Two Henrys and Jesus by the Rev. Ben Robertson



I strolled in our churchyard quite often this week.  I am continuously amazed at the beautiful work that has been done by the Mississippi Stone Guild, coordinated by Bill Buhner, to clean and restore the headstones and monuments, especially in the more historic sections.  This treasure we are honored to steward is looking better than it has in years – and just in time for the Gardens of Madison County this weekend.

Henry Vick’s monument is looking especially brilliant and I am reminded once again of his tragic death in a duel at Bascomb Course in Mobile, Alabama on May 17, 1859.  His opponent, Mr. James Stith, an old school chum met in New Orleans while making arrangements for his wedding to Helen Johnstone, was supposed to fire his Kentucky Long Rifle into the air, as Henry did, but instead struck Mr. Vick in the head.

While recalling Henry Vick’s duel, I was also reminded of another Henry’s duel, Henry Clay, a former Speaker of the House of Representatives, Senator, Secretary of State, and fellow proud son of the Commonwealth of Kentucky.  In 1826, Senator John Randolph of Virginia accused his friend Mr. Clay of corruption so egregious that he resembled, “a rotten mackerel in the moonlight … he both shines and stinks.”  A duel was called.  John Dickerson of CBS’s “Face the Nation” recently described Clay and Randolph’s duel thusly, “Never in my judgement has the utter unconditional absurdity and folly of dueling been so perfectly demonstrated as in the case before us.  The two great men loved one another even in the hour of meeting in mortal combat, but in the sudden fusion of political parties and in events that followed they had become alienated and nothing but the magic influence of pistols could induce them to confess their love, either to themselves or to the world.  Clay and Randolph prepared to meet and met in deadly strife, their hearts gushing, bursting even, with tenderous solicitude, each for each other’s safety.”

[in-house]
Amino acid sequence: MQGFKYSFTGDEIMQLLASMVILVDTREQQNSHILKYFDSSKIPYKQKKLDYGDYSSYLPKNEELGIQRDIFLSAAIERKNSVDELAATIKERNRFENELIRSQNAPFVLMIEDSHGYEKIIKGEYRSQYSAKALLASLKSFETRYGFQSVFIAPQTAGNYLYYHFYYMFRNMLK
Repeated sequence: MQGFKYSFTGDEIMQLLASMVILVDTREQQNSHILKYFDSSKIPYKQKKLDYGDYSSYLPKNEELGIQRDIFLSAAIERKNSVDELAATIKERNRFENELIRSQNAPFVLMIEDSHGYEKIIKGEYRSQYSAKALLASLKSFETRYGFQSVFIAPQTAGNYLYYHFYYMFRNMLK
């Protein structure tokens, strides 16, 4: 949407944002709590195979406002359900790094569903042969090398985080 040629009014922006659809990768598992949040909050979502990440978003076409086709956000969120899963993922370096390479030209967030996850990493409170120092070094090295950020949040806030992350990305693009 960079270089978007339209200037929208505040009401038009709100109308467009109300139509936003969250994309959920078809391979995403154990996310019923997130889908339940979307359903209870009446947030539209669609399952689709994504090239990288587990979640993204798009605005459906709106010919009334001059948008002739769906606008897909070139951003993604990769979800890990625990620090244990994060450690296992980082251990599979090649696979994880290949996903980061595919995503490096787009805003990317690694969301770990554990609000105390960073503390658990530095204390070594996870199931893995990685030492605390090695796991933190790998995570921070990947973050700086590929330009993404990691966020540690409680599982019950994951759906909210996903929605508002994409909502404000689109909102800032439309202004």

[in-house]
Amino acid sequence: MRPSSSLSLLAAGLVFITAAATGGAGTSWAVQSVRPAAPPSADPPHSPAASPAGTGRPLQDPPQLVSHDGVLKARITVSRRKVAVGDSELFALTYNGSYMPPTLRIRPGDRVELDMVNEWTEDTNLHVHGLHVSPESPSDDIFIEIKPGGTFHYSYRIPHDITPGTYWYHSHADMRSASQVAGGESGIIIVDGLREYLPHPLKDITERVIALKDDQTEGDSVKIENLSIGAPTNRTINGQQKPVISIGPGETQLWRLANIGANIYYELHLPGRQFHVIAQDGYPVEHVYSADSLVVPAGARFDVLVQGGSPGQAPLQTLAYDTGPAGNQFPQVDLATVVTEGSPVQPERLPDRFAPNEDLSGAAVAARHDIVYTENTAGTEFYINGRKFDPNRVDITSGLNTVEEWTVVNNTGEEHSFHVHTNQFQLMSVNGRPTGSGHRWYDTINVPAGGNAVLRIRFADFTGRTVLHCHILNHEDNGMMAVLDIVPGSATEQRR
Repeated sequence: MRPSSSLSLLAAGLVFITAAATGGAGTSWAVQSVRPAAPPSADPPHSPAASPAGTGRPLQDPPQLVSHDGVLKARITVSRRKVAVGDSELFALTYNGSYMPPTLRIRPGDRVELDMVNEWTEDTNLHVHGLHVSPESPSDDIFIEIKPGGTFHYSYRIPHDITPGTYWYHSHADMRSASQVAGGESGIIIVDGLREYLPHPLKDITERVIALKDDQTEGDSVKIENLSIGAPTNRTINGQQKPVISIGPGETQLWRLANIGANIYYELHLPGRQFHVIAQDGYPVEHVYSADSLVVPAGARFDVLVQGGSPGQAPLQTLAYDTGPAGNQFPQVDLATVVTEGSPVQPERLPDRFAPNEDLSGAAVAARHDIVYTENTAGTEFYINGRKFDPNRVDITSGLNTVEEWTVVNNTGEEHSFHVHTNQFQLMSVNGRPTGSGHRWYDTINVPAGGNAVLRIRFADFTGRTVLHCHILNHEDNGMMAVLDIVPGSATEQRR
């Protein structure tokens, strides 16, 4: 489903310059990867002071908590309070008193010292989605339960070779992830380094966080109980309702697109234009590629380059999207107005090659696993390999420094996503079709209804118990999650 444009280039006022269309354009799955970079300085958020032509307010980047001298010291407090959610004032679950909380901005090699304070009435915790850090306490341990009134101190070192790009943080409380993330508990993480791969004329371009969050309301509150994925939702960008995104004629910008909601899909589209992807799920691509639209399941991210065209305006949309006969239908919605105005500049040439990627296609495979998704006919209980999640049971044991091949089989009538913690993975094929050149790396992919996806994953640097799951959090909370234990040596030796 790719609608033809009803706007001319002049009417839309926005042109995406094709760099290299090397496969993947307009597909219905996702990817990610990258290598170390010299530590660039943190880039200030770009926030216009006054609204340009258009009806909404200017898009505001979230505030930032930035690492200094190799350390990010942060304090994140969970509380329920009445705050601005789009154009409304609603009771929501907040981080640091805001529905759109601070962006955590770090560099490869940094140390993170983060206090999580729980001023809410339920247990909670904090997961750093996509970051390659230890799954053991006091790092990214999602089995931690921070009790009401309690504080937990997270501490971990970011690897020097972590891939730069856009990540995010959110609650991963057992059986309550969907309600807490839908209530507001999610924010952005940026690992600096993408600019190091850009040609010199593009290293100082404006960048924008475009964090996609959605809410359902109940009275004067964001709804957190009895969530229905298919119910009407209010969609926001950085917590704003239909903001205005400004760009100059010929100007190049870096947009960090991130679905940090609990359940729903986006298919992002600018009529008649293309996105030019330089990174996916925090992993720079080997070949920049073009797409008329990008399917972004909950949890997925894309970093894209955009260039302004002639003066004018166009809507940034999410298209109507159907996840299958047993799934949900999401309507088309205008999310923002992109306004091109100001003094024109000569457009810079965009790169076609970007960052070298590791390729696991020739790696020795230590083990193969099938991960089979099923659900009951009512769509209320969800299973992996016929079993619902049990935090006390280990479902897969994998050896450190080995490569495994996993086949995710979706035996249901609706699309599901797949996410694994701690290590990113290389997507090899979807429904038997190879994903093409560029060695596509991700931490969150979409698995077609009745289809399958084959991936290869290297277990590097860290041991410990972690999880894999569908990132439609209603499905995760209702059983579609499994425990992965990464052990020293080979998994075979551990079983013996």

Love amidst conflict can be difficult to navigate.  In this campaign season, considering current events, and while managing the daily occupations of life, the deep love we have for each other as brothers and sisters in Christ can be twisted into animosity, vitriol, and even hate.  Jesus knew this type of climate only too well.  As his ministry crescendoed in that Holy Week in Jerusalem, Jesus found himself in mortal combat with the religious and political authorities, many of whom he had known and engaged in dialogue for years, and all of whom he loved.  So when engaged in such strife, the dark temptation is to draw a bead on your adversary and let the lead fly.  But, the eternal miracle and lesson of the Cross, is that Jesus did not fall prey to that temptation.  Jesus spoke truth, in love, but never returned violence for violence.  And for his nobility, he died on that terrible Cross.

In this Easter season, and the seasons to come, especially as those who gather at the Chapel of the Cross, may we remember and hold dear Jesus’ response to violence.  We should never be silent and we should always be honest with our brother or sister, but when temperatures rise, be aware of the folly of our temptations.

After Clay and Randolph survived their duel, both deliberately and obviously missing (although one of Clay’s bullets tore a hole in Randolph’s coat!), they met and shook hands.  Randolph said, “You owe me a coat, Mr. Clay.”  Clay replied, “I am glad the debt is no greater.”